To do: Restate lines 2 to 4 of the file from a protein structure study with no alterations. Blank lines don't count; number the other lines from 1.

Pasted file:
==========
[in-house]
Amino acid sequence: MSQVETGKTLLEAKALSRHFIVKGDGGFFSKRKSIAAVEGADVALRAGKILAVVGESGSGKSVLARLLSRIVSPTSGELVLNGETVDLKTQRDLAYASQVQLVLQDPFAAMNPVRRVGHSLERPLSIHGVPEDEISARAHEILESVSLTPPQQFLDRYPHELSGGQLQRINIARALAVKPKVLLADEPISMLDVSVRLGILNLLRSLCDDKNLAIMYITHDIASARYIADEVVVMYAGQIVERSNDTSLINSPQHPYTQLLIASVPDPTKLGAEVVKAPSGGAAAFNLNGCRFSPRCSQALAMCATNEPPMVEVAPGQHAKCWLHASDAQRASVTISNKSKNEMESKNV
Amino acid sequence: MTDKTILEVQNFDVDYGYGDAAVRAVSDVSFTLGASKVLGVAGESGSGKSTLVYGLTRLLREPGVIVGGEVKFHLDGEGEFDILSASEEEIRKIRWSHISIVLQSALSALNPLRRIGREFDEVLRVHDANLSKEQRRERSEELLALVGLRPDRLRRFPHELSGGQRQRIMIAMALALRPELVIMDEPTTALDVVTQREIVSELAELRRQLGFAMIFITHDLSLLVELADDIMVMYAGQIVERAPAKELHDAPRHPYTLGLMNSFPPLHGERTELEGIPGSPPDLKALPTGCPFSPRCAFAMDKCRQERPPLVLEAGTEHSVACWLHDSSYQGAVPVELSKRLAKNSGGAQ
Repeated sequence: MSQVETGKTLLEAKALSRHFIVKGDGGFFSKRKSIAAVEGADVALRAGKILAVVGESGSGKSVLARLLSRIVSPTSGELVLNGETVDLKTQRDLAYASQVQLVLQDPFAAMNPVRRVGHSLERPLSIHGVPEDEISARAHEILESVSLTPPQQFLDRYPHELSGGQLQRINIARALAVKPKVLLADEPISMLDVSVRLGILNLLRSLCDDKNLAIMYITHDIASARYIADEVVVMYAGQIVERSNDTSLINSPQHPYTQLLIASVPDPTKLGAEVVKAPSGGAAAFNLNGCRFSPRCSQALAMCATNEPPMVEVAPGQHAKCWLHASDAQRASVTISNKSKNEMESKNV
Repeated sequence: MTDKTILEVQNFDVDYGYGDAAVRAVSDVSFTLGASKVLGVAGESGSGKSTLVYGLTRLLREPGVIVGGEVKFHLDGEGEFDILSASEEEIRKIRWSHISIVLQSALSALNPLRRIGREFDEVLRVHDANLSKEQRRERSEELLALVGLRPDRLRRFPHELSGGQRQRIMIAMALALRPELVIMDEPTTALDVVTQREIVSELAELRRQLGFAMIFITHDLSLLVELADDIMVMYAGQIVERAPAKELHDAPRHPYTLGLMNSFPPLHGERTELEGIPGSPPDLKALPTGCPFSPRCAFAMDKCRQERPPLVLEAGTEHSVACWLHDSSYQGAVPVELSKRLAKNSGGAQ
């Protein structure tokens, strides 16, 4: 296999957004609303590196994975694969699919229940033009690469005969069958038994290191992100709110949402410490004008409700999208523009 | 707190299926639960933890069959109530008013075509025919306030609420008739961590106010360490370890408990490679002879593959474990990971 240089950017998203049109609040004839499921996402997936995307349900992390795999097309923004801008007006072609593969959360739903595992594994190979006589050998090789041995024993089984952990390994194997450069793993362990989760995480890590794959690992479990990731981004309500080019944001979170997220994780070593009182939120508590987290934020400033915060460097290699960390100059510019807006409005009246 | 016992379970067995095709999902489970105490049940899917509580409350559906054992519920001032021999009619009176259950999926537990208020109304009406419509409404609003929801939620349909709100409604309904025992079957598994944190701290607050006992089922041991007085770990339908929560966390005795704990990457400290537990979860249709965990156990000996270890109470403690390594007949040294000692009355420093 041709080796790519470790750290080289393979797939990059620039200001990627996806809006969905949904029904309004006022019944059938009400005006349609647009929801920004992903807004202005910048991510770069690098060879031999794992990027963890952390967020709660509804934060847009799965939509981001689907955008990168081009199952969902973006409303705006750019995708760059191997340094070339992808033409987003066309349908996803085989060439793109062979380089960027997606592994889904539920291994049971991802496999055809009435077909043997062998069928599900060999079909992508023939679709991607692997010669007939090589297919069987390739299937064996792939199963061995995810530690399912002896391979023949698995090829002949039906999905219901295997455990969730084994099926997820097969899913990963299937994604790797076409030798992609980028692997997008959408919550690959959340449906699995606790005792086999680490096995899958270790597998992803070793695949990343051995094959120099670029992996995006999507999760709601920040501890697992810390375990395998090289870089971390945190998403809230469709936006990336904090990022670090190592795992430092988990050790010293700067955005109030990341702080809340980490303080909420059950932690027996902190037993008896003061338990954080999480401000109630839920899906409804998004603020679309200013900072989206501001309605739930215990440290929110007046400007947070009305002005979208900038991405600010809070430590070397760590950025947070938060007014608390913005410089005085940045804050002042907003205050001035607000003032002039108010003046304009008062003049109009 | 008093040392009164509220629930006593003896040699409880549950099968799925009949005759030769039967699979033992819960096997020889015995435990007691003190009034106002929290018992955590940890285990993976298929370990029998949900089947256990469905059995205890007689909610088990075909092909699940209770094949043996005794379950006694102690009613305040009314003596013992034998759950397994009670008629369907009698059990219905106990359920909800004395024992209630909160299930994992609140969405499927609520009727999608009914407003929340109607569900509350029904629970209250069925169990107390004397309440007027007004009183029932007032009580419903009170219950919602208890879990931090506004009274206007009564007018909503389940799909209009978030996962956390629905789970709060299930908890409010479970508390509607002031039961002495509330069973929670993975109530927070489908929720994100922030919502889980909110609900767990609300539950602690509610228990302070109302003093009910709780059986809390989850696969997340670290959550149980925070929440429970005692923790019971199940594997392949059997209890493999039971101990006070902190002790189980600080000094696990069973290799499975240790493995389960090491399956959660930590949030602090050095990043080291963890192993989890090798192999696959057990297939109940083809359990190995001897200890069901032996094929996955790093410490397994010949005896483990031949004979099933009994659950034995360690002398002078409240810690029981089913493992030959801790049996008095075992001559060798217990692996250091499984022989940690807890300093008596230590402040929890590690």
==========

Amino acid sequence: MSQVETGKTLLEAKALSRHFIVKGDGGFFSKRKSIAAVEGADVALRAGKILAVVGESGSGKSVLARLLSRIVSPTSGELVLNGETVDLKTQRDLAYASQVQLVLQDPFAAMNPVRRVGHSLERPLSIHGVPEDEISARAHEILESVSLTPPQQFLDRYPHELSGGQLQRINIARALAVKPKVLLADEPISMLDVSVRLGILNLLRSLCDDKNLAIMYITHDIASARYIADEVVVMYAGQIVERSNDTSLINSPQHPYTQLLIASVPDPTKLGAEVVKAPSGGAAAFNLNGCRFSPRCSQALAMCATNEPPMVEVAPGQHAKCWLHASDAQRASVTISNKSKNEMESKNV
Amino acid sequence: MTDKTILEVQNFDVDYGYGDAAVRAVSDVSFTLGASKVLGVAGESGSGKSTLVYGLTRLLREPGVIVGGEVKFHLDGEGEFDILSASEEEIRKIRWSHISIVLQSALSALNPLRRIGREFDEVLRVHDANLSKEQRRERSEELLALVGLRPDRLRRFPHELSGGQRQRIMIAMALALRPELVIMDEPTTALDVVTQREIVSELAELRRQLGFAMIFITHDLSLLVELADDIMVMYAGQIVERAPAKELHDAPRHPYTLGLMNSFPPLHGERTELEGIPGSPPDLKALPTGCPFSPRCAFAMDKCRQERPPLVLEAGTEHSVACWLHDSSYQGAVPVELSKRLAKNSGGAQ
Repeated sequence: MSQVETGKTLLEAKALSRHFIVKGDGGFFSKRKSIAAVEGADVALRAGKILAVVGESGSGKSVLARLLSRIVSPTSGELVLNGETVDLKTQRDLAYASQVQLVLQDPFAAMNPVRRVGHSLERPLSIHGVPEDEISARAHEILESVSLTPPQQFLDRYPHELSGGQLQRINIARALAVKPKVLLADEPISMLDVSVRLGILNLLRSLCDDKNLAIMYITHDIASARYIADEVVVMYAGQIVERSNDTSLINSPQHPYTQLLIASVPDPTKLGAEVVKAPSGGAAAFNLNGCRFSPRCSQALAMCATNEPPMVEVAPGQHAKCWLHASDAQRASVTISNKSKNEMESKNV